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Sexual violence against women: The scope of the problem

A research paper that looks at the extremely wide scope of violence towards women.

Child sexual abuse is global problem.  A number of reviews and meta-analyses have been undertaken on child abuse victimisation, and have found lifetime prevalence rates ranging from 7–36% for women and 3–29% for men.50–52 The WHO MCS found that between 1 and 21% of women interviewed reported child sexual abuse before the age of 15 years. In most cases, the perpetrator was a male family member other than the father or stepfather. The IMAGES study found rates of child sexual abuse against boys ranged, for example, from between 3% in Croatia, 8% in Chile, to 17% in Rwanda and 21% in India. Other data on the history of child sexual abuse (including both forced sexual intercourse and other sex act including such as unwanted touch) reported by adult women sourced from large Reproductive Health national surveys from Latin America and the Caribbean, found prevalence rates among women from 5.8% in El Salvador, 4.0% in Nicaragua, 2.9% in Ecuador, and 2.6% in Paraguay. Population-based data on the prevalence of child sexual abuse perpetration are completely lacking.

National surveys undertaken in developing countries have found high rates of child sexual abuse. Research from Bangladesh found a high proportion of men interviewed reported experiencing some form of sexual abuse during childhood (37% of urban man and 22% of rural). Other recent large studies on child abuse have been undertaken in Swaziland (girls only) and Tanzania. The Tanzanian study found that nearly three out of every 10 girls and three out of every 20 boys reported having experienced sexual abuse. The study in Swaziland found that about one in three girls had experienced some form of sexual violence before the age of 18 years. Most perpetrators (75%) were men and boys from the victims’ communities. In Switzerland, as survey of more than 6500 school children found that 22% of girls and 8% of boys reported ever having experienced sexual assault at least once in their lives, but only 3–5% of them said they had reported the abuse.56 Data from the US-based Adverse Childhood Experiences study found that 24.7% of girls and 16.0% of boys had experienced sexual abuse during their childhood.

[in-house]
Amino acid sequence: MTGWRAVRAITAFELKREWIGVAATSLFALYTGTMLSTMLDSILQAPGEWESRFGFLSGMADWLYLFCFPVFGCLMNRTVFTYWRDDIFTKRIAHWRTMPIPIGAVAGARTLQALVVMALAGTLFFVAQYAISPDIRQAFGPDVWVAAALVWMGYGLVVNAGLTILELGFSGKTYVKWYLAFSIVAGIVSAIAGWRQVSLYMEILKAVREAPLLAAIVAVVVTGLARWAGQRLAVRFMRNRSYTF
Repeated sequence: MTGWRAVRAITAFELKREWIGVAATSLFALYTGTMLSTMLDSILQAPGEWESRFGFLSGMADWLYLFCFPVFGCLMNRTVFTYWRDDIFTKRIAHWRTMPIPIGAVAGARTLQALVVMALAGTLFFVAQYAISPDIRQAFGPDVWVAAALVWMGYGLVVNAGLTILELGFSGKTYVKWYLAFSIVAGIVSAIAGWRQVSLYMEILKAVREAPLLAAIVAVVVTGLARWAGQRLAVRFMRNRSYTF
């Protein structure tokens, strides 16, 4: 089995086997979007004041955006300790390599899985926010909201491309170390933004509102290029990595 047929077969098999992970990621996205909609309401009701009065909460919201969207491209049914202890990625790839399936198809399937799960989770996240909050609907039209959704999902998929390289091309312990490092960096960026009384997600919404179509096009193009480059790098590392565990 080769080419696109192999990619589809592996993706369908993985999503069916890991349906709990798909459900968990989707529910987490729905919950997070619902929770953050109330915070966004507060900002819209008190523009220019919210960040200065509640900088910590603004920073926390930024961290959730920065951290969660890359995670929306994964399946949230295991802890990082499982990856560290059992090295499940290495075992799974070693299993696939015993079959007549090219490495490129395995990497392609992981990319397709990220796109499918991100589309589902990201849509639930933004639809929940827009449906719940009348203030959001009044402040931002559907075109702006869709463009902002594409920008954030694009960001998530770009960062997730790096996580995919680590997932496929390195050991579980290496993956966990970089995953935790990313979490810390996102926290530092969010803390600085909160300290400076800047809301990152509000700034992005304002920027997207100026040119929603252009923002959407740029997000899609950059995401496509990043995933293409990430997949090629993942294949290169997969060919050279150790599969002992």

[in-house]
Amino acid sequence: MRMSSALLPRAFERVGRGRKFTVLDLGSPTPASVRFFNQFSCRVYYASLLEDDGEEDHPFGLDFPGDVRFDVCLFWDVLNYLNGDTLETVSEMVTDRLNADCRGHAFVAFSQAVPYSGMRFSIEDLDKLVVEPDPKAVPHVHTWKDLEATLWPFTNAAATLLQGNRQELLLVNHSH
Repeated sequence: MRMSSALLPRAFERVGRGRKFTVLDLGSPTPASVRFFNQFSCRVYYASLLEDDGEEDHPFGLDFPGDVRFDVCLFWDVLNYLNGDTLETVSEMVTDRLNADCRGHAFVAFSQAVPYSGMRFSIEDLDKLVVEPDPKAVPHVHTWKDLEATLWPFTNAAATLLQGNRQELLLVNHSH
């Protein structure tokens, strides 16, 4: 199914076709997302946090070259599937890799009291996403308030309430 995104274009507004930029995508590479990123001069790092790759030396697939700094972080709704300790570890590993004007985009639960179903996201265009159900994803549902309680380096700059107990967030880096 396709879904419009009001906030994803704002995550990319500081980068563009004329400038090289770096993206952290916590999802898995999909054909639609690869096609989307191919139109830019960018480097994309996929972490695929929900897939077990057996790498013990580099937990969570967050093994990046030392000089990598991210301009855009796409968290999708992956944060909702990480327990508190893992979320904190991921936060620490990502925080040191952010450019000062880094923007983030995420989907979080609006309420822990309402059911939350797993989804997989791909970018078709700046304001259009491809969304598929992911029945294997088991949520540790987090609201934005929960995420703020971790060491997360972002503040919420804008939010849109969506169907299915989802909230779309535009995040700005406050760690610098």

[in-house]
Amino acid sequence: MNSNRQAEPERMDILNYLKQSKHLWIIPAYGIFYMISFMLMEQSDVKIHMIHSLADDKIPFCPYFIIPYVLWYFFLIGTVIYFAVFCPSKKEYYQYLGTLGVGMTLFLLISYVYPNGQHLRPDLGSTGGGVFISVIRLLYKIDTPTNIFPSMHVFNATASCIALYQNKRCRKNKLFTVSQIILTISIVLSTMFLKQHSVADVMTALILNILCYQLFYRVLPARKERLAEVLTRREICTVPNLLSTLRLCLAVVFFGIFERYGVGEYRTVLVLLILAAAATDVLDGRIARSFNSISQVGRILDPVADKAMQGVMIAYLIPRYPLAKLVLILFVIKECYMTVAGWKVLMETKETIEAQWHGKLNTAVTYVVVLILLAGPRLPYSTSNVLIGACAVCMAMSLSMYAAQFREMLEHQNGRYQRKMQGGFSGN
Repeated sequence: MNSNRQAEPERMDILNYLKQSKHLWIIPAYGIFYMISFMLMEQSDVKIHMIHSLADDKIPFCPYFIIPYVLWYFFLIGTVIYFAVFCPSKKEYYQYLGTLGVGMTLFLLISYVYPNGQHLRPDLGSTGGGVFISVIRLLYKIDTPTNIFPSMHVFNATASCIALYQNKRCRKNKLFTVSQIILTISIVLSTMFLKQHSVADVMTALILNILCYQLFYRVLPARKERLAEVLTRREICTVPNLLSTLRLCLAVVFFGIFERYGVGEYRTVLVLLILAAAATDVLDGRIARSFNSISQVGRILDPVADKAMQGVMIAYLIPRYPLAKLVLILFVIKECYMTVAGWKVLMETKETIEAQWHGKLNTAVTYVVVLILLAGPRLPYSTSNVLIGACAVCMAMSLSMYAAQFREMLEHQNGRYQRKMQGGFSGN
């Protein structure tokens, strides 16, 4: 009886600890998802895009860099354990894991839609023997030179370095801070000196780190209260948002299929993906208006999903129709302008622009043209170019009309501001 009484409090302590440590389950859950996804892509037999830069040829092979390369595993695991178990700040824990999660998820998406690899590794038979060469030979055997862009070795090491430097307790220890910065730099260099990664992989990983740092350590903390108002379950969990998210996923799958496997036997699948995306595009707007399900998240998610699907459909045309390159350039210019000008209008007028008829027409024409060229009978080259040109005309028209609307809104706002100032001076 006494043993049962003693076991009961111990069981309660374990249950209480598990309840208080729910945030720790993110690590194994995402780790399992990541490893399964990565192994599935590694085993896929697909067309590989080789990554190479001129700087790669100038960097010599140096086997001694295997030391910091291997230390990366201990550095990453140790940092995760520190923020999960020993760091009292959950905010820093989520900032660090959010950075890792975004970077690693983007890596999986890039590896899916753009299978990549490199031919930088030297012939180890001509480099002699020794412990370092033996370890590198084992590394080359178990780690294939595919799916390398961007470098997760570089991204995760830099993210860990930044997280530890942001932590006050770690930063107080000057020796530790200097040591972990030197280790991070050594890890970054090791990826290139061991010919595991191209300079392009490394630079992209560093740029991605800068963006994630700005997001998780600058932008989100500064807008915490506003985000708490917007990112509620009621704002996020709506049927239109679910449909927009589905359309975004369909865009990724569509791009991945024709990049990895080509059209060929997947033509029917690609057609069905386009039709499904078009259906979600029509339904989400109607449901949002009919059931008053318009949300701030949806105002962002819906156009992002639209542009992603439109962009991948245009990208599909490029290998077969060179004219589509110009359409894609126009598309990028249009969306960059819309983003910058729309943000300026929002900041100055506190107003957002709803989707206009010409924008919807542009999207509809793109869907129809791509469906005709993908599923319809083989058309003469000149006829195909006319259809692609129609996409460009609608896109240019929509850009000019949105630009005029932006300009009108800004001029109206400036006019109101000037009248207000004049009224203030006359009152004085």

Estimates for child sexual abuse vary greatly between studies. As with other types of sexual violence, variations in prevalence may be explained by differing methods and definitions used. Memory of the abuse may be repressed and thus prevent disclosure or uncertainty about what ‘really happened’. Much of the research has been conducted with adults asking about childhood experiences, and this increases the likelihood of recall bias. If children are interviewed, comparability is hindered by the age structure of the population (i.e. it is not possible to calculate the proportion of children ‘ever’ abused). Similarly, if adults are interviewed a past year prevalence of child sexual abuse cannot be calculated. The estimates cited by research need to be interpreted with these limitations in mind.

Ugh.  I wasn’t alone.  The study is worth the read.

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